Firstly, we need to decide whether God exists.  There is no way to prove, in any scientific sense, the existence of God.  Science deals with the physical world – or what can be intimated about the physical world, through evidence.  God being a spiritual entity, it’s hard to see how science as it is at the moment, can have anything to say about him/her.  Absence of evidence is not evidence of absence: in other words, the most science can have to say is that there is no evidence for God: the most religion can say is that there wouldn’t be, would there?  This does not get us any further.

What I would insert into the debate is the question, What is Love?  Dawkins, so far as I can remember having read ‘The Selfish Gene’ a few years back, has a great deal to say about sexual and parental love and the genetic advantages to the human race.  What he cannot adequately explain is the kind of love that Christianity (and other faiths) is built on, and that is compassionate love.  It’s hard to see how it can benefit me genetically to raise money for Water Aid to help people I have never seen and never will see: or even to buy, say, The Big Issue from a man I can see, but whom I only interact with very briefly.  It could be argued that there is a ‘good feeling’ attached to these gifts which confers some benefit, but actually this is often not the case: I give because I feel I should, and often don’t feel very good about it at all as it just reminds me of how much poverty and injustice there is in the world.  Anyway, if that were a universal law, wouldn’t more people give to charity more of the time?  If there was some advantage in it, wouldn’t we all be doing it, just as nearly all of us find a partner and reproduce?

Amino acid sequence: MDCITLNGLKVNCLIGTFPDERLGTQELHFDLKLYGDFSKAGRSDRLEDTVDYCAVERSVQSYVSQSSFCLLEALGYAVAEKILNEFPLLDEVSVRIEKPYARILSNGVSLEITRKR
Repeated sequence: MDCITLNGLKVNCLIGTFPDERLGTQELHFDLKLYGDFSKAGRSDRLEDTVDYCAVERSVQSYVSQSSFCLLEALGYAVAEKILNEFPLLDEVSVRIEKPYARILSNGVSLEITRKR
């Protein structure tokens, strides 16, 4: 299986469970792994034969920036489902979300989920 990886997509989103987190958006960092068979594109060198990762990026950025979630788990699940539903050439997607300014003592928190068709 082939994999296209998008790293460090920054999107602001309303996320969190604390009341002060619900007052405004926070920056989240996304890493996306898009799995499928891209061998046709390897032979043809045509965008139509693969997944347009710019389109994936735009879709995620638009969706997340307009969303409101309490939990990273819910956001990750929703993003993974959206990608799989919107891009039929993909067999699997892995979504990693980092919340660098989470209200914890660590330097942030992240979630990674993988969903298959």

So I don’t buy that.  In any case, I don’t think science can adequately define love – and if you accept that such love exists, AND the proposition that God is love, then you have accepted that science can’t define God.


Comments, please

Kirk out

Insert brain here

There’s a series of cartoons with that title – I’m not sure where I’ve seen them.  Maybe the Big Issue?  Hang on, I’ll check.  Anyway, my brain has gone awol though it was only too busy keeping me WIDE AWAKE at 2 am!!!  Very annoying.

Here’s one of the cartoons.  It doesn’t mention the Big Issue though: 

Also going on at 2 am was an utterly brilliant blog posting which of course I didn’t get up and make a note of since I was still trying to GO TO SLEEP!!! – and now all trace of it has gone.  If I could find my brain (or my Brian, as Mark calls it) then I could share it with you.

Albus Percival Wulfric Brian Dumbledore.  That’s his name – and my reading of it is this:

Albus means ‘white’ in Latin – in this he is seen as complementary to Rubeus (red) Hagrid

Percival suggests a knight, Wulfric suggests a Saxon warrior, AND

He’s not the Messiah, he’s a very naughty boy – as you will know if you’ve read book 7.  So I’m not sure if this was all explicit in the mind of JK Rowlilng but it all fits.

I have a pain in my bum.  Mark has a bad back from carrying compost last week.  He carried an unfeasible number of litres of the stuff all the way from Banquo.  That’s his name for B&Q.  And not a bad name either.

Sang for water yesterday – a good rehearsal and a lot of fun.  Got through 3 songs in an hour and a half.  Got a lift back which was welcome although that involved rather more detail than I wanted about a somewhat trivial road accident.

Was going to take Daniel to Gorse Hill City Farm today but since I didn’t sleep well AND I heard him coming to bed at 1.30 I’m not sure that will happen.

Sing for Water is on 5th June, Bede Island Park from 2 pm.  Please sponsor me and come along!

Kirk out